And his parents did provide him with a thoroughly appropriate name for the aliya mission: It comes from the book of Nehemia (Ch. 11:8), where Sallai is listed as one of the Jews returning to Zion from First Temple exile in Babylon.

HIS IS an uphill battle. Meridor is desperately pressing to facilitate increased aliya after more than four years of terrorism here, amid Israel-apathy or downright opposition among many Diaspora Jews, and at a time of falling Agency funding and a strapped Israeli economy.

But he’s giving himself the best chance by focusing the Agency’s resources on the younger generation. Justifiably proud that 2004 saw a record 35,000 Diaspora youths visit Israel on ‘educational experiences,’ he’s working to raise the numbers participating in existing short-term programs here – currently battling to maintain budgets for the birthright israel project, for instance – and simultaneously pushing the development of a variety of year-long programs.

Those who visit Israel on such programs today, he rightly says, are either tomorrow’s likeliest immigrants or the likely leaders of a vibrant Diaspora future. If enough of them come in the next few years, he says, the calmness of his tone belying the scope of his ambition, ‘we will have saved the Jewish world for the future and we will have created the reservoir for aliya-of-choice for a generation or two.’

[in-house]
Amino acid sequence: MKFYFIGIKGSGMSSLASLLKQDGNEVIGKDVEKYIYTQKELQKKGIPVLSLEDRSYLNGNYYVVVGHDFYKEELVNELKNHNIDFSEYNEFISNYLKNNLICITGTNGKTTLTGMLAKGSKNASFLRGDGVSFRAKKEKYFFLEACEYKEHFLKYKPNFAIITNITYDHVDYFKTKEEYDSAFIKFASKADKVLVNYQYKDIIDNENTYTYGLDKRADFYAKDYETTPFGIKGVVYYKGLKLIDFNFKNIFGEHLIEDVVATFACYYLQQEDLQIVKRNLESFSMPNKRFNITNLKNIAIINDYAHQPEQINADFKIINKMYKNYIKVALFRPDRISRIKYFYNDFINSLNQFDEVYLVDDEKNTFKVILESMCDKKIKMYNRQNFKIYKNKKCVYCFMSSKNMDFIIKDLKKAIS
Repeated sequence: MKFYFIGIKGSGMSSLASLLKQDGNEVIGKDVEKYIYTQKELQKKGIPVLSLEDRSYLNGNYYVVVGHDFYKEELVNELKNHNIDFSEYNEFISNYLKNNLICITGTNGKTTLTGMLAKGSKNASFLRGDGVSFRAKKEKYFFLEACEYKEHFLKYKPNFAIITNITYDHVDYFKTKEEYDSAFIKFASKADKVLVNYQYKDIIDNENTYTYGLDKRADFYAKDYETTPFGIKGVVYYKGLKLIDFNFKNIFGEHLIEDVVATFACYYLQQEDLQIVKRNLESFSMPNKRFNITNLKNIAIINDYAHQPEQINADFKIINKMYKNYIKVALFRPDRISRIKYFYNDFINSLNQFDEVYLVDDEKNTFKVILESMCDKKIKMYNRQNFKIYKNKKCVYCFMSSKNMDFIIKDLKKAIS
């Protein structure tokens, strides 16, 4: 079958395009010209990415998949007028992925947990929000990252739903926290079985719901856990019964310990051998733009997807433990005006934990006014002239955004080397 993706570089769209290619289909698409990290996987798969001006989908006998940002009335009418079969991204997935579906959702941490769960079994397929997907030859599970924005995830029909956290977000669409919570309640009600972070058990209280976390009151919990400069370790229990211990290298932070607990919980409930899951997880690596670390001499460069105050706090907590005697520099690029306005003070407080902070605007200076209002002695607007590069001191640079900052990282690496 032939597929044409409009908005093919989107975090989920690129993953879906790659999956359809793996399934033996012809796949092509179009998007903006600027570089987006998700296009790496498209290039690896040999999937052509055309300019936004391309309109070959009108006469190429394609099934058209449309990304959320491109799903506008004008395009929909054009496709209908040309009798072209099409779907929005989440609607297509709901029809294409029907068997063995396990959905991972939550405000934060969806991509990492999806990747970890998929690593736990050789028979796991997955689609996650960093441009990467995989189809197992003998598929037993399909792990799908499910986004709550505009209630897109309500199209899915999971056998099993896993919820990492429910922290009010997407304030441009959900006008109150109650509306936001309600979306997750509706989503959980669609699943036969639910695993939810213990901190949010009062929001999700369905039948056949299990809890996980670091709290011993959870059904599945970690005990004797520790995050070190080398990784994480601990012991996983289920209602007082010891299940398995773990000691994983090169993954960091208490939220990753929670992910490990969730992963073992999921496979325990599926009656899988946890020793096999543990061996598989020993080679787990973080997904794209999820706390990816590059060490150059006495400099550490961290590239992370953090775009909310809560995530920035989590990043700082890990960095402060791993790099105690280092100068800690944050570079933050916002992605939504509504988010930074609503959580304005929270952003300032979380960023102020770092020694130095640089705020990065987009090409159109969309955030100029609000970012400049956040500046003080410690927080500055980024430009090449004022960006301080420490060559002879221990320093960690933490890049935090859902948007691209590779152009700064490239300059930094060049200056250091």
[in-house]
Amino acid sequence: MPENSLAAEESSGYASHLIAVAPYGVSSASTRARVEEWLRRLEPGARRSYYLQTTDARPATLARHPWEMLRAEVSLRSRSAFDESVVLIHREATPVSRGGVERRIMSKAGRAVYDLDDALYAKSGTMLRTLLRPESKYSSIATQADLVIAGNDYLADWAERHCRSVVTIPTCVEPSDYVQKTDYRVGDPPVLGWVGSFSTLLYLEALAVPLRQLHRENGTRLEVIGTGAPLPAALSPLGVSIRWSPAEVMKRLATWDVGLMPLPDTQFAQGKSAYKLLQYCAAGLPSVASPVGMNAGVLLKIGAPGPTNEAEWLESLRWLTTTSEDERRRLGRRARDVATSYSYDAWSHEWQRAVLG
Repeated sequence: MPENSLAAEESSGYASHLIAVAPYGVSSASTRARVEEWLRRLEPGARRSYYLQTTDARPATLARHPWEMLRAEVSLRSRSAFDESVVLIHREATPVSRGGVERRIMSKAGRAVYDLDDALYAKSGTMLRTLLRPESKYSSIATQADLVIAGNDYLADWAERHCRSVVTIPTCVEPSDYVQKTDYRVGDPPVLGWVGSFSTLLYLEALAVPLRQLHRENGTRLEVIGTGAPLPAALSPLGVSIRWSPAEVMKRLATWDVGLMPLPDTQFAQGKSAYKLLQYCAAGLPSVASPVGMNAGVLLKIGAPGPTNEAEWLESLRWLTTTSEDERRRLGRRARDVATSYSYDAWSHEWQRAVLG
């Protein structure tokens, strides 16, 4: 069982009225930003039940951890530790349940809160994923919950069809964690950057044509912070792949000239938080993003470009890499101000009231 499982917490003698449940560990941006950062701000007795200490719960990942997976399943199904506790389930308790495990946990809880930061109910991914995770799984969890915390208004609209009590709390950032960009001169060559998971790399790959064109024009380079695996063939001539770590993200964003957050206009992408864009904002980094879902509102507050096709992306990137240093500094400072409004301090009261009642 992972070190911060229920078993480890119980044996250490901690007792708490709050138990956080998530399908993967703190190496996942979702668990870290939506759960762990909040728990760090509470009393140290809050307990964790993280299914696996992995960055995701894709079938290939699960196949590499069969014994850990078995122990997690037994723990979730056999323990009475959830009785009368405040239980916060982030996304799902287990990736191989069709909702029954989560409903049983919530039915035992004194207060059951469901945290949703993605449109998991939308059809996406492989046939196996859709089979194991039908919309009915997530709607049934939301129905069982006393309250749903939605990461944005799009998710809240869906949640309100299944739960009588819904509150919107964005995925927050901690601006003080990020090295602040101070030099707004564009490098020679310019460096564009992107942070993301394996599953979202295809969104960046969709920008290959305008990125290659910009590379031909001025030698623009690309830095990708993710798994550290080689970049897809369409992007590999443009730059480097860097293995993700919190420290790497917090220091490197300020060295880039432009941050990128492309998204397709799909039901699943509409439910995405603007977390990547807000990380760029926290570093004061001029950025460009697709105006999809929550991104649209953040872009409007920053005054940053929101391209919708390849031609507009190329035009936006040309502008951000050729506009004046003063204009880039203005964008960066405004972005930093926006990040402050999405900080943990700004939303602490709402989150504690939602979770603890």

And his healthy disregard for his own or the Agency’s ego has seen him engage in a variety of aliya-raising partnerships that some of his predecessors might have self- defeatingly eschewed. Recognizing the success of the private Nefesh B’Nefesh initiative to encourage what have proved to be mainly modern-Orthodox American Jews to emigrate – in good part by smoothing the financial transition – Meridor has opted for cooperation over competition. A similar joint initiative is getting under way in France. He speaks of partnerships, too, in creating the expanded range of semester and full-year educational programs that he hopes, five years from now, will be attracting an annual 20,000 young Diaspora Jews.